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N.Y. Senate Advances Bill To Help Fund Conversions Of Distressed Offices And Hotels To Affordable Housing

The law would allow hotels and offices to be turned into permanent affordable housing.

New York lawmakers are pushing forward with new legislation that will pave the way for hotels and office buildings in the city to be converted into affordable housing as part of a state government attempt to ease the housing crisis.

The bill, called the Housing our Neighbors with Dignity Act, passed a Senate committee vote Wednesday and is expected to go to a full vote by the end of the day on Thursday. The law would provide for the Housing Trust Fund Corp. to pay for the investments, The Real Deal reports.

“New York has seen a decades-long affordable housing crunch exacerbated by the COVID-19 pandemic and ensuing economic devastation,” Senate Deputy Majority Leader Michael Gianaris, a sponsor on the bill, said in a statement Wednesday. “This legislation is a good way to tackle the dual problems of distressed properties and lack of affordable housing. I am thrilled this is passing, and that we have a funded program that will provide real relief going forward.”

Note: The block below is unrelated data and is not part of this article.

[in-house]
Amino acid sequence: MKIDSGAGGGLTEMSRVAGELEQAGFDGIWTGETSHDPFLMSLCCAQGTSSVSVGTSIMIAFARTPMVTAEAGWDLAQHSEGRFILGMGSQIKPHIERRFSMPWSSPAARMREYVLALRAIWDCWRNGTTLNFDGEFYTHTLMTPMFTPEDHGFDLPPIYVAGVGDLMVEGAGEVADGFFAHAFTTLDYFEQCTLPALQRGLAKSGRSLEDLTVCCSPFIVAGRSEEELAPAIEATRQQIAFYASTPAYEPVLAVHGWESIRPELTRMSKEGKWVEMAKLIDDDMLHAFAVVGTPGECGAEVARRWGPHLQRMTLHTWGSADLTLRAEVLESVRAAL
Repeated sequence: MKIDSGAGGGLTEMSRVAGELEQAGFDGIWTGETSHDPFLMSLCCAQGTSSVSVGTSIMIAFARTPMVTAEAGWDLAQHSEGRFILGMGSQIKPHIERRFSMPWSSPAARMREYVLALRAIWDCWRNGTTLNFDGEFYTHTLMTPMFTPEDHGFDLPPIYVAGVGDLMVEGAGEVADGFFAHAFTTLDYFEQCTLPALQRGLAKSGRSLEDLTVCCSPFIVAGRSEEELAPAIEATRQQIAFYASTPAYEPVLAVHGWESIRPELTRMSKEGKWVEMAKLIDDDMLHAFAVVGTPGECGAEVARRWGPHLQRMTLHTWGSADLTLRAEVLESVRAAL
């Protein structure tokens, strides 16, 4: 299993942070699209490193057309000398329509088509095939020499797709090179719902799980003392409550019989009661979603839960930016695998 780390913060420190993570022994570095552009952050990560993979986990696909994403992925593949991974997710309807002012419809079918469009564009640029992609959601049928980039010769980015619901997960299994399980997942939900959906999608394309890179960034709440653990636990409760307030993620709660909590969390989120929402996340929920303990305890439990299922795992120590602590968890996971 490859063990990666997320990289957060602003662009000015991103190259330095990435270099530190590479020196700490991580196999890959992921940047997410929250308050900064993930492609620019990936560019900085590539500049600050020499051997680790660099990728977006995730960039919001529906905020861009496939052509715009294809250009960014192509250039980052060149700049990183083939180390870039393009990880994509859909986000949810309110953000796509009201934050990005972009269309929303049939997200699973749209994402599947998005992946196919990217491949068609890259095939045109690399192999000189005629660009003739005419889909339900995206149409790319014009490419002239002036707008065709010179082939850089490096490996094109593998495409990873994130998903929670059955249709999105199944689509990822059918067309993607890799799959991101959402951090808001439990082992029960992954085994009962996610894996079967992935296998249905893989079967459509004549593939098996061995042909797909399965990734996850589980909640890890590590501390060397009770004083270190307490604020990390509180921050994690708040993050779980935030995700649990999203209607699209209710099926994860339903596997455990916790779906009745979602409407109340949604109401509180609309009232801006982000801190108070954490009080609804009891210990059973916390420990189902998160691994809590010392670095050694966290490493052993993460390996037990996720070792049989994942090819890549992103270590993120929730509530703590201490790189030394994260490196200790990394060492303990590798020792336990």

State-approved nonprofits would run the permanently affordable buildings, which would have to have at least half of the units allocated to homeless people, TRD reports. None of the apartments would be allowed to be rented to people who earn more than 80% of area median income. Some $100M was set aside for hotel and office conversions in April's state budget.

Real estate leaders are skeptical of the government initiative, with several office landlords telling Bisnow earlier this year they weren’t in rush to give up on their buildings as offices, despite slow market conditions. Most owners wouldn't be in a position to make use of the bill.

"This is a good first step, but the bill's effectiveness will be limited by the availability of state funding. It also does not enable residential conversion in buildings where residential use is not currently permitted under applicable zoning and housing codes," Kramer Levin Land Use partner Elise Wagner said in a statement. "There is still a need for legislation that would enable the conversion of distressed hotel and commercial properties into mixed-income housing developments by private developers."

Prolonged closures and a shortage of tourists have meant widespread furloughs and layoffs. As of mid-April, there were 116 hotels still temporarily closed in New York City, according to lodging research firm STR, and six had officially shut forever. Many have begun tentatively reopening in the last few months, but industry experts predict more permanent closures to be announced. There has been little momentum in turning recently shuttered properties into housing thus far.